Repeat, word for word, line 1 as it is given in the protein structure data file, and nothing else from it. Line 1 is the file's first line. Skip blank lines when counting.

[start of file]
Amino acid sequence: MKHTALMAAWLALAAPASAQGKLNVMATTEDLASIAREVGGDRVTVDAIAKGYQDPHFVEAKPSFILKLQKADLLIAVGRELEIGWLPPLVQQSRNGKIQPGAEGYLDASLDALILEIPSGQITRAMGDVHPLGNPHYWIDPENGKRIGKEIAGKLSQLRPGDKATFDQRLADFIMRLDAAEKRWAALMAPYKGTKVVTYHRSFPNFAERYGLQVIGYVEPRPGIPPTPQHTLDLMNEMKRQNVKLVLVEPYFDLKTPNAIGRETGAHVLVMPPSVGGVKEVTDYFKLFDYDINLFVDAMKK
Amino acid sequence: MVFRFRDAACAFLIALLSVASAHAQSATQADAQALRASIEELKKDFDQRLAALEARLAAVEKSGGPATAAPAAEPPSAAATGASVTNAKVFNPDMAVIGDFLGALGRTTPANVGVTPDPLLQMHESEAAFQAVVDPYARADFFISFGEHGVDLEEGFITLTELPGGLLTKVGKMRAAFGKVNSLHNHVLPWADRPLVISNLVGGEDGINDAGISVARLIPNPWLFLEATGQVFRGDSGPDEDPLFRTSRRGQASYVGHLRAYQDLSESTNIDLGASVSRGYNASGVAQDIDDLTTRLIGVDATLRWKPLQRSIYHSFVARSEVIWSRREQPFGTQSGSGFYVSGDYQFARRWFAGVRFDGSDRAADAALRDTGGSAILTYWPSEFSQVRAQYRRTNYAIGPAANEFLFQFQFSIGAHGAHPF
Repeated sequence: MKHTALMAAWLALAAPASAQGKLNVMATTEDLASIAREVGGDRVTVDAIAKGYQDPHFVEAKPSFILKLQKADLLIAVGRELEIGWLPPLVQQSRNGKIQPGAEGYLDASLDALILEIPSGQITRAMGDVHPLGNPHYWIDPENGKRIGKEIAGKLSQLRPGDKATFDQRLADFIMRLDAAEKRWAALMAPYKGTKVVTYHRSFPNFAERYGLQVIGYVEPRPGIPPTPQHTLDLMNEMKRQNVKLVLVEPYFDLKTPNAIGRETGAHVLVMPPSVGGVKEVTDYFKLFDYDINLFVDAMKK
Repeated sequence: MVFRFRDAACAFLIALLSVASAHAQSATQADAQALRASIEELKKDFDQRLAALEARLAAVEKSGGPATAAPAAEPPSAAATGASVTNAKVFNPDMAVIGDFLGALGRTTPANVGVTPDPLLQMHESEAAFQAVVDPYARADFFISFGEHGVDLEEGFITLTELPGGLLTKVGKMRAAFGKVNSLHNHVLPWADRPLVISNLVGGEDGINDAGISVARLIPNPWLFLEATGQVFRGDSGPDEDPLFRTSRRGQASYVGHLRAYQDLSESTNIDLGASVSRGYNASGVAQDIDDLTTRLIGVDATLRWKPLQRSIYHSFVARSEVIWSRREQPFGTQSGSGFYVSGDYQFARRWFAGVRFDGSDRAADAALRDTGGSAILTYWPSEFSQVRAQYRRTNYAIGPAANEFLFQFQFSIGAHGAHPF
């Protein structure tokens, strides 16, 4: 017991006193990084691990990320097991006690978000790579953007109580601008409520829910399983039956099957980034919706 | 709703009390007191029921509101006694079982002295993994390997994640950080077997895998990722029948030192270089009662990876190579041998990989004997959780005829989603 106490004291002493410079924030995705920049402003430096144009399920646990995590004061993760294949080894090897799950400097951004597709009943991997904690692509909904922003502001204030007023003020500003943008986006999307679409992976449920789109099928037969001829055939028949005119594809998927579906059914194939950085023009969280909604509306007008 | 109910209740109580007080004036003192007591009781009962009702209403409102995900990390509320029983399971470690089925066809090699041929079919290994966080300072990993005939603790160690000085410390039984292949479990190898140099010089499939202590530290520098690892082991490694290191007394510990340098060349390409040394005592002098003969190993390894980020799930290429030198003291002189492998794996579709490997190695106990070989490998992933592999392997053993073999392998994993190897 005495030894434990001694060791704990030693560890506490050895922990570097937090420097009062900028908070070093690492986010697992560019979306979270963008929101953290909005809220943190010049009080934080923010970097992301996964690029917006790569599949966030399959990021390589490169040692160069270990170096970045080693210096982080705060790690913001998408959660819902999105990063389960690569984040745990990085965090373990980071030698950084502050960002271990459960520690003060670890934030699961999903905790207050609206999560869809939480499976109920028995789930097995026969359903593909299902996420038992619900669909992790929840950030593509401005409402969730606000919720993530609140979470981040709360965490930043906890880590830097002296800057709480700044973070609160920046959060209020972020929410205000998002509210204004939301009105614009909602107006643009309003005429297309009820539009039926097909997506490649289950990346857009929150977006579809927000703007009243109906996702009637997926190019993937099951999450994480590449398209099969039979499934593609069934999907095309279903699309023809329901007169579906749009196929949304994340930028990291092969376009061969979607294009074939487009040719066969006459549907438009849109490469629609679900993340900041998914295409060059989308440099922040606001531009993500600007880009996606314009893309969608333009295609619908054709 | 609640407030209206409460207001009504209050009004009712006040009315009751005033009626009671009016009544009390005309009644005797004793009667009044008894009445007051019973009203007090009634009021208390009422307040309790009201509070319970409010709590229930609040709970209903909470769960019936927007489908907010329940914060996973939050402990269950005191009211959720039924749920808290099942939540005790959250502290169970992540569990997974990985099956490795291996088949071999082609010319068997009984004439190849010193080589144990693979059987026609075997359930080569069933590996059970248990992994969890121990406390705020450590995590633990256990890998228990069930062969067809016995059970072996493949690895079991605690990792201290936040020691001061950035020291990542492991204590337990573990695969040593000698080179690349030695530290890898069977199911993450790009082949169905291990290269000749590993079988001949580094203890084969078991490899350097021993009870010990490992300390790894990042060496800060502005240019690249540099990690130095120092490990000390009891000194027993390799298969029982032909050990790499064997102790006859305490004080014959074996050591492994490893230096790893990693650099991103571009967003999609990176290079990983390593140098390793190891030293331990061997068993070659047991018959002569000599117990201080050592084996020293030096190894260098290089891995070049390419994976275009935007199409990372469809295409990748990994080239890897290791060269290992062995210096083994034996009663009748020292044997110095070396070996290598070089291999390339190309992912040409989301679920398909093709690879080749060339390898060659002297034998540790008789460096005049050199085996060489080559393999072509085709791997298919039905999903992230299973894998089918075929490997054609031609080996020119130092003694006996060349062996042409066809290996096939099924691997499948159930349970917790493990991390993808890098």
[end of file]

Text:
Amino acid sequence: MKHTALMAAWLALAAPASAQGKLNVMATTEDLASIAREVGGDRVTVDAIAKGYQDPHFVEAKPSFILKLQKADLLIAVGRELEIGWLPPLVQQSRNGKIQPGAEGYLDASLDALILEIPSGQITRAMGDVHPLGNPHYWIDPENGKRIGKEIAGKLSQLRPGDKATFDQRLADFIMRLDAAEKRWAALMAPYKGTKVVTYHRSFPNFAERYGLQVIGYVEPRPGIPPTPQHTLDLMNEMKRQNVKLVLVEPYFDLKTPNAIGRETGAHVLVMPPSVGGVKEVTDYFKLFDYDINLFVDAMKK